1992 Camry Wagon

Most Overpriced Non-luxury Vehicle of the 1990s?

For the past couple of weeks, Wednesday’s QOTD posts have asked a simple question: What was the most overpriced non-luxury vehicle of a given period of time? The first inquiry dealt only with 2019 vehicles, and last week we covered the 2000s — where I picked on the overpriced, retro Ford Thunderbird. Many of you thought I was wrong (I wasn’t). Today, we’ll head back to the decade we all like to discuss — the one that’s popular right now with youths.

It is, of course, the 1990s. I’m already wearing my blazer and shoulder pads.

I mentioned last time how the 2000s was a time when a Golden Age of cars faded away. The Nineties represented a high point in safety, design, quality, and manufacturers trying to make good cars. Could we say the same here in The Current Year? I’m not so sure. In any event, the increase in quality corresponded to an increase in asking price for a lot of vehicles when compared to their late-Eighties offerings just a few years prior. Interest rates were as heavy as the denim jackets of the day. I’ve got a particularly overpriced ride in mind.

Look at it — it’s beautiful. Subaru introduced the big and sleek SVX coupe as a successor to the departed and angular XT model. Aiming to be a bit more mainstream than its departed older brother, the SVX had a lot going for it; maybe too much. Being a big coupe, the SVX was designed as flagship of the Subaru brand. Subaru hired heavy hitter Giugiaro to pen the shape at his ItalDesign studio, and the resulting concept debuted at the 1989 Tokyo Motor Show. Its most notable feature was a unique window-within-window design on the doors.

The 1992 production version kept the window weirdness, looking very different from other Subaru offerings at the time (or since). Under hood, the company shoehorned its 3.3-liter H6 engine, the largest power plant produced to date. Without a manual transmission to handle all the power, Subaru stuck in a four-speed automatic from the Legacy. And there’s where things started to go wrong.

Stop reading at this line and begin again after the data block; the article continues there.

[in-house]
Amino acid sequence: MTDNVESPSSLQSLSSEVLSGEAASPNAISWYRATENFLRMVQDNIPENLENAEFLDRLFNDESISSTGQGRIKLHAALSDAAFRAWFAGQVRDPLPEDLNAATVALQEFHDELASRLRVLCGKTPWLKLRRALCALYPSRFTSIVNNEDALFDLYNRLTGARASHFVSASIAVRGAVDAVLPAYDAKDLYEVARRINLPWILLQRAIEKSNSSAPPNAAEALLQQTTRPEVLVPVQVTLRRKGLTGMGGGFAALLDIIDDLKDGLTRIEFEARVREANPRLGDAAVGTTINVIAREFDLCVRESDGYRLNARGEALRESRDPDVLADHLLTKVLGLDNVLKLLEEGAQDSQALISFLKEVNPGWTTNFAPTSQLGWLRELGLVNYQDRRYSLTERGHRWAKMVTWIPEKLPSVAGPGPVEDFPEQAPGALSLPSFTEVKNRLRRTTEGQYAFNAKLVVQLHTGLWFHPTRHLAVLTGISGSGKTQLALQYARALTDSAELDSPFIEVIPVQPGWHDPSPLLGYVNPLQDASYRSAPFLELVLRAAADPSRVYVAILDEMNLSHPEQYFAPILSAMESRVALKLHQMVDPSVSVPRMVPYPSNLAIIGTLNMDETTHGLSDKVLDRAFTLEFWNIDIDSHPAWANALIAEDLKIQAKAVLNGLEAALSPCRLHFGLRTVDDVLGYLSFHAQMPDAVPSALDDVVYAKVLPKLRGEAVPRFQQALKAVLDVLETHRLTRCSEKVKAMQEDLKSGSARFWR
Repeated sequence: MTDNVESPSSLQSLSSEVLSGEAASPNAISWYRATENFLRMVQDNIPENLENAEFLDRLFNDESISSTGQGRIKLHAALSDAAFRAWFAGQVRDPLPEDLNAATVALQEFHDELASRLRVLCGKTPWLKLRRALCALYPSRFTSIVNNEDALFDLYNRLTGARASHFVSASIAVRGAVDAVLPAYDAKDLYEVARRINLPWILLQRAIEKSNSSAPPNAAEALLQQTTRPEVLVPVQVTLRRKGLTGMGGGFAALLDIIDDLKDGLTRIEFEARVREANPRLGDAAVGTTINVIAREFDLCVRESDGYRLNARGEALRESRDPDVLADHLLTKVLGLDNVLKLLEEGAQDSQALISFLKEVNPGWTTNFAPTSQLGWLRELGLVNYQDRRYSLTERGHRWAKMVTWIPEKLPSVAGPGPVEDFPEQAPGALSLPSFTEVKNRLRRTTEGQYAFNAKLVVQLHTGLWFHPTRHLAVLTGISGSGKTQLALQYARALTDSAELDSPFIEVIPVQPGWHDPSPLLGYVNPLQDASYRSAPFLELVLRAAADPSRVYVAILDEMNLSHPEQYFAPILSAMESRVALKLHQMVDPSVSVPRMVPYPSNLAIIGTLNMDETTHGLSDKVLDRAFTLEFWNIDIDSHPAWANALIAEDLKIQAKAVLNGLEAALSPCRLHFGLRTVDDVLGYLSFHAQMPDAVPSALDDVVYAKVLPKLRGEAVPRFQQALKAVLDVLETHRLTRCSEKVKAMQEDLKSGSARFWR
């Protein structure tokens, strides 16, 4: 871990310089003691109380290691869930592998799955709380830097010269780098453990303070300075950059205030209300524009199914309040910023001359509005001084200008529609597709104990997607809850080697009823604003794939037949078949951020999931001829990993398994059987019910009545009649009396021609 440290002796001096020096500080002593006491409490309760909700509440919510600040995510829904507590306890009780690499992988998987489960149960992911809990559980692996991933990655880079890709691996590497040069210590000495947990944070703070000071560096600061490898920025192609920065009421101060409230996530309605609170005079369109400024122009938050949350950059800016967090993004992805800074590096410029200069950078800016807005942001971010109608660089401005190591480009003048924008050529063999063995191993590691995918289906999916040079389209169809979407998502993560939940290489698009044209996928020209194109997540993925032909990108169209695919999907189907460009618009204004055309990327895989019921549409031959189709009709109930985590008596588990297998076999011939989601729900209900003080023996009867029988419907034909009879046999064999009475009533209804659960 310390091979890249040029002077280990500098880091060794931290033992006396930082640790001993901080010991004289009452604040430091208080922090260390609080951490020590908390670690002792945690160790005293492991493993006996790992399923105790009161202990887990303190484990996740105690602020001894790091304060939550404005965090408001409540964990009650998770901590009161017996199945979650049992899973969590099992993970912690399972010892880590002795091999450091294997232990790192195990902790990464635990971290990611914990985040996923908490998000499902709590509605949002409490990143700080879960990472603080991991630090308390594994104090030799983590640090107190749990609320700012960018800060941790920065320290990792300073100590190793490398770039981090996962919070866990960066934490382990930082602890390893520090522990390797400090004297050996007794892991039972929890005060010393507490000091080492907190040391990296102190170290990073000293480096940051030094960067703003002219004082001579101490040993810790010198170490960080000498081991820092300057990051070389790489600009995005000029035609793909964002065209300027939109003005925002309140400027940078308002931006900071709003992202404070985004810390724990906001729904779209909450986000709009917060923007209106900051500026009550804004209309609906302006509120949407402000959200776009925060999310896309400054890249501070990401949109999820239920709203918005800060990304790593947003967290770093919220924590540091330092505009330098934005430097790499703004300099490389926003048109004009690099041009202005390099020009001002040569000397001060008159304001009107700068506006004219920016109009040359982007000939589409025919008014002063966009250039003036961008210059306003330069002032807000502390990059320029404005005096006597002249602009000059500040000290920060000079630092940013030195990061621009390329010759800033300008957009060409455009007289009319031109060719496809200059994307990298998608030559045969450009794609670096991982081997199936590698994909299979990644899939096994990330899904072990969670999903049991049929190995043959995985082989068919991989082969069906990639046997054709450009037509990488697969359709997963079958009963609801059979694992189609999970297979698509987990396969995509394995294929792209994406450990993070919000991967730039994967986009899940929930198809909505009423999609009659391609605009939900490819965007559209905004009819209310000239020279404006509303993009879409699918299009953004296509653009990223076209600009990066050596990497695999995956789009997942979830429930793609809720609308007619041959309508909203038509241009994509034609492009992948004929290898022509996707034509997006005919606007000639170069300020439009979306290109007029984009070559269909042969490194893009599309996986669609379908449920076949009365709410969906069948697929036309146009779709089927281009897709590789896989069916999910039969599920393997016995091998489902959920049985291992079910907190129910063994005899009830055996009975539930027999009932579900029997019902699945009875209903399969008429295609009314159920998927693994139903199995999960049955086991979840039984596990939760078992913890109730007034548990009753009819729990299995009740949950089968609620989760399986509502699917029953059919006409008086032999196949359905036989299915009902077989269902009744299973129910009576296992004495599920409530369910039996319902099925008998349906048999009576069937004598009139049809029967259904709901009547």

Being a Subaru, heavy all-wheel drive was mandatory (it became optional in 1994). Without it, the SVX was a front-drive “sporty” vehicle much like Mitsubishi’s 3000GT. The drivetrain and additional weight threw cold water on sporting pretensions, as well as the interest of the Subaru loyalists — who all wanted a manual transmission and all-wheel drive. And by the way, the earlier transmissions weren’t reliable, and tended to chew themselves to pieces. While Subaru intended to chase the Nissan 300ZX and 3000GT with its offering, it was slower than everything else in the class. 60 miles per hour arrived in a glacial 7.3 seconds. All this lack of performance came at a big ask — $24,445 for the most basic 1992 model; roughly $44,000 adjusted for inflation.

The big, heavy, soft coupe was aimed above what even the most loyal Subaru buyer was willing to pay. As a result, the SVX sold poorly, finding just over 24,000 buyers globally. Production ended in 1996. See ya, SVX.

What other vehicles from the Nineties were priced above their station?

[Images: Toyota, Subaru]

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